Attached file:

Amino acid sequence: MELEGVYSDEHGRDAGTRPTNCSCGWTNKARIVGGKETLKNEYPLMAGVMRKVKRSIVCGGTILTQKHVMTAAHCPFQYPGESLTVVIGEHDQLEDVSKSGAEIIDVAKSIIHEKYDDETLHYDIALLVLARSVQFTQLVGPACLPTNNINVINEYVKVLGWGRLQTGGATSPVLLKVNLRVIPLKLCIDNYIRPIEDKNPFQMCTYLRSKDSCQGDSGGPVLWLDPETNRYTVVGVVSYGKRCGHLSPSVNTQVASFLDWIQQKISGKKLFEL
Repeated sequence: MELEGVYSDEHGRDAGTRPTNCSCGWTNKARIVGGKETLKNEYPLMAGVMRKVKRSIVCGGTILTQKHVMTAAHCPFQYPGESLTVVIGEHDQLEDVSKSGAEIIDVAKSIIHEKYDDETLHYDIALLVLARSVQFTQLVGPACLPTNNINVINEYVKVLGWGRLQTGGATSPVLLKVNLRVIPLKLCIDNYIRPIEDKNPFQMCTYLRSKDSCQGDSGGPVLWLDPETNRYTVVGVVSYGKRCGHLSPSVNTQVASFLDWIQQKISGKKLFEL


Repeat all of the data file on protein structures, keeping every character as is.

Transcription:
Amino acid sequence: MELEGVYSDEHGRDAGTRPTNCSCGWTNKARIVGGKETLKNEYPLMAGVMRKVKRSIVCGGTILTQKHVMTAAHCPFQYPGESLTVVIGEHDQLEDVSKSGAEIIDVAKSIIHEKYDDETLHYDIALLVLARSVQFTQLVGPACLPTNNINVINEYVKVLGWGRLQTGGATSPVLLKVNLRVIPLKLCIDNYIRPIEDKNPFQMCTYLRSKDSCQGDSGGPVLWLDPETNRYTVVGVVSYGKRCGHLSPSVNTQVASFLDWIQQKISGKKLFEL
Repeated sequence: MELEGVYSDEHGRDAGTRPTNCSCGWTNKARIVGGKETLKNEYPLMAGVMRKVKRSIVCGGTILTQKHVMTAAHCPFQYPGESLTVVIGEHDQLEDVSKSGAEIIDVAKSIIHEKYDDETLHYDIALLVLARSVQFTQLVGPACLPTNNINVINEYVKVLGWGRLQTGGATSPVLLKVNLRVIPLKLCIDNYIRPIEDKNPFQMCTYLRSKDSCQGDSGGPVLWLDPETNRYTVVGVVSYGKRCGHLSPSVNTQVASFLDWIQQKISGKKLFEL